HMRC have promised an online tool (due for launch on 6th April 2017), which can be used to determine whether the off-payroll rules apply. In the consultations, HMRC made it very clear that its previous guidance on employment status will need to be taken into account. If there is deemed employment, the PSC or the intermediary who pays the PSC must be notified of the decision by the public body and the organisation that pays the fee to the PSC (either the public body or an intermediary such as a consultancy firm or employment agency) will be required to deduct income tax and employee’s NIC before paying the fee to the PSC. In addition to paying the deductions to HMRC, the fee payer will need to pay employer’s NIC (currently 13.8%).

The rules will apply to all payments made on or after 6 April 2017 regardless of the period to which the payment relates. Given the obligation to pay income tax and employee’s NIC and the fact that employer’s NIC cannot be deducted from the fee invoiced by the PSC, we predict negotiations will ensue between the PSC, intermediaries and public bodies to determine which organisation will shoulder these additional costs.

What you do need to know is that these changes are implemented for tax purposes only and not for employment purposes! Off-payroll working in the public sector does not create obligations on the public body in relation to the provision of occupational and stakeholder pensions or any other statutory payments such as maternity, sick pay etc. Those obligations remain with the PSC.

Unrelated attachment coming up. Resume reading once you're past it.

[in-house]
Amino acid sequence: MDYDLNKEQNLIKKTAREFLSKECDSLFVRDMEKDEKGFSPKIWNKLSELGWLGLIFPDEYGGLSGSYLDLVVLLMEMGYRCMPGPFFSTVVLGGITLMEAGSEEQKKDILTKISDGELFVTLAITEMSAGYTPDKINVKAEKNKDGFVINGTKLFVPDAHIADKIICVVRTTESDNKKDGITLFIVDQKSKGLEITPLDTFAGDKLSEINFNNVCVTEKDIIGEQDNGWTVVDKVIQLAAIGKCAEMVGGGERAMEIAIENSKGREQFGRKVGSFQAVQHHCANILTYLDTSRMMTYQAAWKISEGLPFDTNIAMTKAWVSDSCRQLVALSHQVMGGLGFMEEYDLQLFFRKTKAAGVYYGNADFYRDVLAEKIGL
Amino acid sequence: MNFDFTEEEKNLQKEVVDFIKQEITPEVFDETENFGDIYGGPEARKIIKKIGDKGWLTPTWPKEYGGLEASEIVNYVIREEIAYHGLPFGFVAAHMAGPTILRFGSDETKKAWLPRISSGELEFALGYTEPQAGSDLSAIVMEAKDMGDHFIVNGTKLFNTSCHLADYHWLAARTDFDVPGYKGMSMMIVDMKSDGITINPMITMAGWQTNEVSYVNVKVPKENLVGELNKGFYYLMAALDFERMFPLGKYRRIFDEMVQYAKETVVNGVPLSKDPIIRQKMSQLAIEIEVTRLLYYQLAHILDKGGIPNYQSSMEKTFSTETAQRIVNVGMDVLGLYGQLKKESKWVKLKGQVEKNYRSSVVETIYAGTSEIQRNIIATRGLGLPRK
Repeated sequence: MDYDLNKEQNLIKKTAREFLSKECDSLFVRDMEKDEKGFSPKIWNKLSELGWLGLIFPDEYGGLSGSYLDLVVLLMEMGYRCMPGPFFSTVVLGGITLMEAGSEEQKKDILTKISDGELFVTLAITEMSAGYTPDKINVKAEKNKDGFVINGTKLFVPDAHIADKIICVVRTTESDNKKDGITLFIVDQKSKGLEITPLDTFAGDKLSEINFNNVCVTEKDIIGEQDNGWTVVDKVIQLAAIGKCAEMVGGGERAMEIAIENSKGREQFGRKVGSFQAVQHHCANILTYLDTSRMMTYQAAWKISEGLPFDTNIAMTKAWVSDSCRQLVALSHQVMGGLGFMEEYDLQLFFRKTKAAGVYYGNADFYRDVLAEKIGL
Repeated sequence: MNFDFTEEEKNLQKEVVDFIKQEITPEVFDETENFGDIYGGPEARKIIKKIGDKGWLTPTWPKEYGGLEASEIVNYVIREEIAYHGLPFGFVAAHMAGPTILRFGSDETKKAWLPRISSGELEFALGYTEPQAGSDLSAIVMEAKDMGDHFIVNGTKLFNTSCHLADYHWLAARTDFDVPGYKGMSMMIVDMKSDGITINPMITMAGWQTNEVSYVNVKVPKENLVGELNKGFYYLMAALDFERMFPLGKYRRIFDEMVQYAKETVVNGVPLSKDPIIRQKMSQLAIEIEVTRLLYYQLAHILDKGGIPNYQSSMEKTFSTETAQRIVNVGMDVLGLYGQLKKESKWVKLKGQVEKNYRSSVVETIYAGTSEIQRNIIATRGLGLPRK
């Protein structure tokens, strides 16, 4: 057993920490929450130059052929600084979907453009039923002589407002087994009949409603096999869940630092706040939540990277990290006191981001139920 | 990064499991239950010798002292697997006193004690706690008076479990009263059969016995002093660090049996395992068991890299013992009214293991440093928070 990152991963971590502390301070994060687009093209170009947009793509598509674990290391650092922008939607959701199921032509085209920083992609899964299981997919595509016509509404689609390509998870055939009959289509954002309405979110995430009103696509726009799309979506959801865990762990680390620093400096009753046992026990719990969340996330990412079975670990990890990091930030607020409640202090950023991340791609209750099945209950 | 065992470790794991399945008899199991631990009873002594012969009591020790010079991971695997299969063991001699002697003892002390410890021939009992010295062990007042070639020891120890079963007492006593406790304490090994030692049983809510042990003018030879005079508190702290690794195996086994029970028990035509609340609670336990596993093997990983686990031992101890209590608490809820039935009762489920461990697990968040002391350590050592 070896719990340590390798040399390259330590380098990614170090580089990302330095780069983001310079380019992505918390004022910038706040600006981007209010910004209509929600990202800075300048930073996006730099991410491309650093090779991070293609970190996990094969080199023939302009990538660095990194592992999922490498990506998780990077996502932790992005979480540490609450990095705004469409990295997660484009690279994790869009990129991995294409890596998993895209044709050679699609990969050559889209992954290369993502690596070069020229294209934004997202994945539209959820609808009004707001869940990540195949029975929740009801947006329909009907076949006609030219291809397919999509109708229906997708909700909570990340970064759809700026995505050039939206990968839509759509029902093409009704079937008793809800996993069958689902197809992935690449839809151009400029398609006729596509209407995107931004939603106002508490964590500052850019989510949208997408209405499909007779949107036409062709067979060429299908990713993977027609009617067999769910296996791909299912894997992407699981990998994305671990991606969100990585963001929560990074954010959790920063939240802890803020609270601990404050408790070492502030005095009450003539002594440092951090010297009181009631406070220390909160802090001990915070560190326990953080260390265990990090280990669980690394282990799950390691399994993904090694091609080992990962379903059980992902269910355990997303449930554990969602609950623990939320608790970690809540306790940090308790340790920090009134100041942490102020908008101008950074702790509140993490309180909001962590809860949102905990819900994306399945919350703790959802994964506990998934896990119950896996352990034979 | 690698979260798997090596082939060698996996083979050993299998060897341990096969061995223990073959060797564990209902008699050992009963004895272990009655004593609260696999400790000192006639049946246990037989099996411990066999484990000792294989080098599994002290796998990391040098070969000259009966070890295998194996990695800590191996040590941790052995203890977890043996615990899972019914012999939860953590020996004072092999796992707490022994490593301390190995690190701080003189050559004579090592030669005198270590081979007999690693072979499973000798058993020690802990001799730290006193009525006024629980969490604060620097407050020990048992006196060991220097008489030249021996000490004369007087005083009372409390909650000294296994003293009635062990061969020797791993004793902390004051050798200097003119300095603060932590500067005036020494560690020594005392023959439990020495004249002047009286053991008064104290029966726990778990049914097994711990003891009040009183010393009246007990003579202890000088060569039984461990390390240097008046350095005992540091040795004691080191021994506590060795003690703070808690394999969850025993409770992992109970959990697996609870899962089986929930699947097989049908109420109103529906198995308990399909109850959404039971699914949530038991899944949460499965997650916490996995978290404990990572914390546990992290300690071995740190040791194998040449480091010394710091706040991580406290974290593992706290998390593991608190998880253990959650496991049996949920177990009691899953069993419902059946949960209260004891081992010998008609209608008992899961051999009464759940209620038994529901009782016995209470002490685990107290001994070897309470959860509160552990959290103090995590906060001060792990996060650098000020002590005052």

So what will you need to do?

  • Public bodies and intermediaries should review all potentially affected contractors and run the new IR35 Tool prior to commencement of the assignment and records kept for evidence purposes;
  • Public bodies/intermediaries should set up systems to make deductions for tax and NIC and payment of employer’s NIC where applicable;
  • PSCs, intermediaries and public bodies should consider any changes to fees as a result of tax obligations and any necessary changes to contracts;
  • Intermediaries/public bodies should consider requesting the information required by the fee payer about the worker in order to make payments to the PSC (name, date of birth, NI number, tax code, PSC bank account);
  • PSCs need to take tax advice to ensure avoidance of double taxation as a result of tax and NICs being deducted from its fees before they are paid by the public body/intermediary, as well as being deducted before salary payments are made to the worker providing the services.

BUT, there is an alternative…